Supporting Local Business During a Pandemic
By Emily Lomax
In the last three months, we’ve collectively and individually gone through waves of change that we never could have imagined. Our awareness of some aspects of our lives, such as essential services and products has become much more heightened. The impact that closures have had on our ability to access material goods has been a topic of conversation and concern. Many issues have been brought to light, such as vulnerabilities in supply-chains, as well as the importance of local business in the fabric of our communities. The adjustments that people have had to make have been a testament to how flexible and adaptable our society can be. With these adjustments, there is opportunity to ensure that our new ways of life, whatever they end up looking like, are built on habits that continue to support our local businesses to help build economic and community resilience.
There is no standardized or one agreed upon definition of ‘local’.
One way to conceptualize what ‘local’ means, is to think of yourself in the middle of a concentric circle (one with many rings). Each ring represents your house, your neighbourhood, then your city, region and province, etc.
When we consider a supply chain and a food system, we consider every component of that product or service that we are purchasing (i.e. material extraction, production, delivery, etc.) and which ring each component sits in. The closer all the components are to the center of the ring (i.e. you!) the more ‘local’ they are.
Long term effects
It cannot be denied that the impact of COVID-19 has greatly changed the retail environment, the way that we access food, and our shopping behaviour. Though it is still early on and difficult to predict what the long-term impacts will be, we can assume that the significant shift to online shopping will be here to stay.
The polarity of our hyper-local and -global reality.
We are more digitally connected to our friends, families, work colleagues, teachers, and students, than ever before. We have access to live webinars, concerts, yoga classes, and workshops. Though physically separated during the pandemic, we’ve never been more globally connected.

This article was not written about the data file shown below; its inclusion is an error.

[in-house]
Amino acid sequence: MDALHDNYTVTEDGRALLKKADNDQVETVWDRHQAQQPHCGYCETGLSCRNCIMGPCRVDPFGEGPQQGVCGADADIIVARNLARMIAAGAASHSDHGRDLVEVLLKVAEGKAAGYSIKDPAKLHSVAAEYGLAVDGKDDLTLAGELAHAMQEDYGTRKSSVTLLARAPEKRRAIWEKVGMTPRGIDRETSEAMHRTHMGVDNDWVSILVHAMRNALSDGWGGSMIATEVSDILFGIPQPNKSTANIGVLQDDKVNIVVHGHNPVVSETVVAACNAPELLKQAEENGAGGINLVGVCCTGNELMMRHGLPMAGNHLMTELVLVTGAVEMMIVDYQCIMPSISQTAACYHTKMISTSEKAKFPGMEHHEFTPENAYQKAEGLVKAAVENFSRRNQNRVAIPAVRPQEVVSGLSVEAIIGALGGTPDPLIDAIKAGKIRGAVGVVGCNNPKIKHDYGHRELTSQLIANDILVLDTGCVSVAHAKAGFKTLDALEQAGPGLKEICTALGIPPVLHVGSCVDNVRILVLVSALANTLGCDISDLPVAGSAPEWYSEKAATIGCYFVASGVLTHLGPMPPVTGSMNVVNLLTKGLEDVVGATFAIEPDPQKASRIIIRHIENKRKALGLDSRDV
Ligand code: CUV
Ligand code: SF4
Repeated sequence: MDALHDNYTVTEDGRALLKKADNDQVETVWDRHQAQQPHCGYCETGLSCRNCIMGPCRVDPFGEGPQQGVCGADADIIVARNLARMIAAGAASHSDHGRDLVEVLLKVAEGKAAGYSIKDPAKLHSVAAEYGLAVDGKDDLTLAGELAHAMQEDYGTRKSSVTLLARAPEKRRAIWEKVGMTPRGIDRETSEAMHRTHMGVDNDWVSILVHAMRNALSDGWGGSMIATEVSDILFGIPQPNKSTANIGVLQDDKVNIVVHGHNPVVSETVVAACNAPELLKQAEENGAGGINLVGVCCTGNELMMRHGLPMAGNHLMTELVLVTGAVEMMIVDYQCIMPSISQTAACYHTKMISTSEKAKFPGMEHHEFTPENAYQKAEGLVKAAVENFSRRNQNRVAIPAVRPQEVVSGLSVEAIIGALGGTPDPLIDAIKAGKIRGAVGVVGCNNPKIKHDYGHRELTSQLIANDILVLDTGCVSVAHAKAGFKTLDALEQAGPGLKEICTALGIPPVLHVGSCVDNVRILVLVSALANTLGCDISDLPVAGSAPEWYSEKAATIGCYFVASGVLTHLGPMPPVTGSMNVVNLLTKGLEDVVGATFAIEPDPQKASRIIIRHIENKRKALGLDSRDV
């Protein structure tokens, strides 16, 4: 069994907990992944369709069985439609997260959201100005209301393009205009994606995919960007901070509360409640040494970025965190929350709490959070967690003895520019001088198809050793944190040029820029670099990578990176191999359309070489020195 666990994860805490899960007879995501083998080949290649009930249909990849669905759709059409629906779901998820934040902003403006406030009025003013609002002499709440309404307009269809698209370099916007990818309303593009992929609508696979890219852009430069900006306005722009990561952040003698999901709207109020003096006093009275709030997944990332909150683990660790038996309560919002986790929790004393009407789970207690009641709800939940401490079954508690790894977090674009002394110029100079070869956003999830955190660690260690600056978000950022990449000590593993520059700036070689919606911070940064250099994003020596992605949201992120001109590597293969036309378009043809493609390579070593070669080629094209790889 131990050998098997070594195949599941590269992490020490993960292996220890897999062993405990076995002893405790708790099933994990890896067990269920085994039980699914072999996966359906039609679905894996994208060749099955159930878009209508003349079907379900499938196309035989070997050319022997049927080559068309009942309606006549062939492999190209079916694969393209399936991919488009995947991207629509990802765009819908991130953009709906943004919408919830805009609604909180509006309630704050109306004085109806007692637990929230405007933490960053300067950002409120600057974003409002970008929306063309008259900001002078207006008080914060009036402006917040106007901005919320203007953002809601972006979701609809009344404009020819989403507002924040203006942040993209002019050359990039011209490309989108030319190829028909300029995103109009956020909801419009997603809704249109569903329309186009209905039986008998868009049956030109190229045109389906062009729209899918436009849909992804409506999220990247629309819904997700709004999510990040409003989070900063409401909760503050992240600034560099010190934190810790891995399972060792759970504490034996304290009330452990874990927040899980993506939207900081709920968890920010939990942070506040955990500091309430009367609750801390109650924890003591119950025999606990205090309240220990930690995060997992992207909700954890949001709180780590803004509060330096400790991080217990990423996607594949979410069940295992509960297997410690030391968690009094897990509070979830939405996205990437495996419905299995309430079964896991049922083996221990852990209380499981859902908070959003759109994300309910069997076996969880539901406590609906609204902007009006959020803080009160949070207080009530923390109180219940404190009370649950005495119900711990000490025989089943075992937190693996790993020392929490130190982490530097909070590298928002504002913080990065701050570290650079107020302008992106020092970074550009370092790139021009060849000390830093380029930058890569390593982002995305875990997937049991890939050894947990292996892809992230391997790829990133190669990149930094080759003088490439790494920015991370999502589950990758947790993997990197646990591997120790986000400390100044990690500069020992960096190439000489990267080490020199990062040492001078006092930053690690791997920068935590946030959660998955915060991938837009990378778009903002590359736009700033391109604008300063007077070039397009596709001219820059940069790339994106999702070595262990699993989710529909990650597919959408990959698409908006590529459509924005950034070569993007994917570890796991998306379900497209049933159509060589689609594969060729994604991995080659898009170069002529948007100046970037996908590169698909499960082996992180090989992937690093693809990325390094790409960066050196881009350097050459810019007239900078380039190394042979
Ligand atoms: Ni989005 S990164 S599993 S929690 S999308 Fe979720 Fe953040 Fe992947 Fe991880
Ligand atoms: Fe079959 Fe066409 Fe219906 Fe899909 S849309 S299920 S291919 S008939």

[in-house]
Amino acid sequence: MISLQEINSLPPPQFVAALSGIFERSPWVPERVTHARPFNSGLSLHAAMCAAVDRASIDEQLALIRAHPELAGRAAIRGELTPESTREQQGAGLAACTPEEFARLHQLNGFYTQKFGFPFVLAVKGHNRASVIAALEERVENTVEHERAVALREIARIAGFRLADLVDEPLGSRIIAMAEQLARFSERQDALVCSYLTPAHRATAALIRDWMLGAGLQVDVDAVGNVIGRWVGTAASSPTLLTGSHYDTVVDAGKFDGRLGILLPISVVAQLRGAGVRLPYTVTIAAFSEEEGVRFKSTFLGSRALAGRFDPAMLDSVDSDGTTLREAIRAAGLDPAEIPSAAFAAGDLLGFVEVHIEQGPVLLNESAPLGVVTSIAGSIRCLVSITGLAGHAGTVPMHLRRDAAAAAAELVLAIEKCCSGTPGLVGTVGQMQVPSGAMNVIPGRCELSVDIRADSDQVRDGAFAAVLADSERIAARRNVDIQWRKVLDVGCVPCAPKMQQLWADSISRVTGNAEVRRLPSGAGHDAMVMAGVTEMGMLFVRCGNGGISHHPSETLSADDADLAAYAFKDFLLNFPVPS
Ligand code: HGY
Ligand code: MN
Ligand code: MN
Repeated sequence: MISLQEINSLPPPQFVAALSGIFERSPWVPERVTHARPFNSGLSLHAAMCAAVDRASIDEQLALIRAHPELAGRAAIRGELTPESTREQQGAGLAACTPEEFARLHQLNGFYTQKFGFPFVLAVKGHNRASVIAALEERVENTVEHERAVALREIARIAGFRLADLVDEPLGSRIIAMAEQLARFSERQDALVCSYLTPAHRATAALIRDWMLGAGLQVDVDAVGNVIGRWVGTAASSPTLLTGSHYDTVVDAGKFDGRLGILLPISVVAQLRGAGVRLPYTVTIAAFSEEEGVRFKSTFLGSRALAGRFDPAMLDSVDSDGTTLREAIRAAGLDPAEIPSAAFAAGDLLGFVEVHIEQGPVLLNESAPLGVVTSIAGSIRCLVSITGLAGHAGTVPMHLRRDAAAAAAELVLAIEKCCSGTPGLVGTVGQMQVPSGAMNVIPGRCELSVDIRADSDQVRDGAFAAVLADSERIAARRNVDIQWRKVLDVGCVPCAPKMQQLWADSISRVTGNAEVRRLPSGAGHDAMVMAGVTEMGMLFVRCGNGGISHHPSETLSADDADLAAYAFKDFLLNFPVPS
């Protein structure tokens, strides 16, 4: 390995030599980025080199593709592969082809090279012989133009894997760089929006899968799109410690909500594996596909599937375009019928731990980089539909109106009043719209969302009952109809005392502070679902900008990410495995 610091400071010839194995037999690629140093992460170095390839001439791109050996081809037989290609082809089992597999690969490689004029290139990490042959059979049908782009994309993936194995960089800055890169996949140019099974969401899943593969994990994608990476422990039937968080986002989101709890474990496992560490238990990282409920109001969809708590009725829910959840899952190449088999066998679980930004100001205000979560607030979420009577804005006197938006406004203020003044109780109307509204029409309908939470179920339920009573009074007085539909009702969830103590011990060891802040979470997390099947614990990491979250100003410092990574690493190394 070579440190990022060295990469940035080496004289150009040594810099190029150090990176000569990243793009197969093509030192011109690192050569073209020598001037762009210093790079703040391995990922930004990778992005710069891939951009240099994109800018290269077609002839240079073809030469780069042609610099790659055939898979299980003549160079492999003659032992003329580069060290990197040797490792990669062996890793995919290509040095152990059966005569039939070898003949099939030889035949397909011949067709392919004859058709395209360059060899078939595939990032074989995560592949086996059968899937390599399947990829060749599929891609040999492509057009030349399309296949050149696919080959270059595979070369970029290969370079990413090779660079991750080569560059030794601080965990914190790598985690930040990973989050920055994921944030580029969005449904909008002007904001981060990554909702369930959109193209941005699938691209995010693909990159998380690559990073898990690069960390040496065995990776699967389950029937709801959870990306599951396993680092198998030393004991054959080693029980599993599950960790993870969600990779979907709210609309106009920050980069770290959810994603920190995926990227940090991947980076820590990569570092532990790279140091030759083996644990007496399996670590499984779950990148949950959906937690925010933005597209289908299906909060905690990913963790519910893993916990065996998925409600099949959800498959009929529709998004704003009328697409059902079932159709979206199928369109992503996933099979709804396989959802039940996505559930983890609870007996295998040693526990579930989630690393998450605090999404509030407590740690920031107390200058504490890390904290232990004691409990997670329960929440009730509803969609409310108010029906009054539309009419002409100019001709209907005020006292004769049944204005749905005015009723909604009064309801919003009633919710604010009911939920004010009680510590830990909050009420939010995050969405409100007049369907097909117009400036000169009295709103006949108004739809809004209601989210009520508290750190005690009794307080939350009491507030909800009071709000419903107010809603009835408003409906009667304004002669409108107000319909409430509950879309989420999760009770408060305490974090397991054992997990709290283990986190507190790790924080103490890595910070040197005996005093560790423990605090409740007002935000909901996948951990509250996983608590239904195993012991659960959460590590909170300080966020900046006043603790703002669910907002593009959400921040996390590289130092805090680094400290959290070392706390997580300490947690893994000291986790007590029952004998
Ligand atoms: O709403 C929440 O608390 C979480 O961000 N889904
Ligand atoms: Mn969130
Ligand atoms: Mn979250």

On the other hand, COVID-19 has intensified our sense of local community. We are spending more time at home and we mostly interact with people who live in our neighbourhood or those who work in the few stores that we frequent. Even as restrictions begin to ease, our movement is often still limited to our neighbourhoods and cities. Our physical reality is very much locally bound.
All over the city, and the country, retailers and restaurants are closing their doors permanently11 and it’s important that we support the ones that have managed to remain open. Supporting local business has always been important. Purchasing from a local retailer or restaurant is an opportunity to support your local economy (in a big way) and to contribute to a vibrant and resilient community.
Emissions: Shopping online may increase carbon emissions. There’s no clear winner between online and in-store shopping, but it comes down transportation, the largest contributor for both. 13,14,15 In-store shopping can be more carbon-friendly if travel is done my walking, biking, public transit, or along routine driving routes.
Waste: Online shopping creates more waste due to packaging 16
Local Impact: Online shopping often means that an item is being purchased from outside your local economy and food system, which results in little to no beneficial impact for you (beyond the purchase itself) or your community.
Understanding the primary challenge: options are limited
With the changes in the retail environment, closures, and social distancing, we simply do not have the same access to local products as we did three months ago.
Tips for buying local
Tips for shopping online
1 Institute for Sustainable Food Systems at Kwantlen Polytechnic University (2020)
2 Smith and MacKinnon (2007)
3 LOCO BC (2019)
4 Agrifood Analytics Labs (2020)
5 Absolunet 2020
6 Payments Canada (2020)
7 Retailer Insider (2020) – Food Prices
8 The Tyee (2020)
9 Global News (2020)
10 Food Secure Canada (2020)
11 Retail Insider (2020)
12 Pacific Institute for Climate Solutions (2013)
13 MIT (2013)
14 Hischier (2018)
15 Wiese, Toporowski, and Zielke (2012)
16 CBC (2018)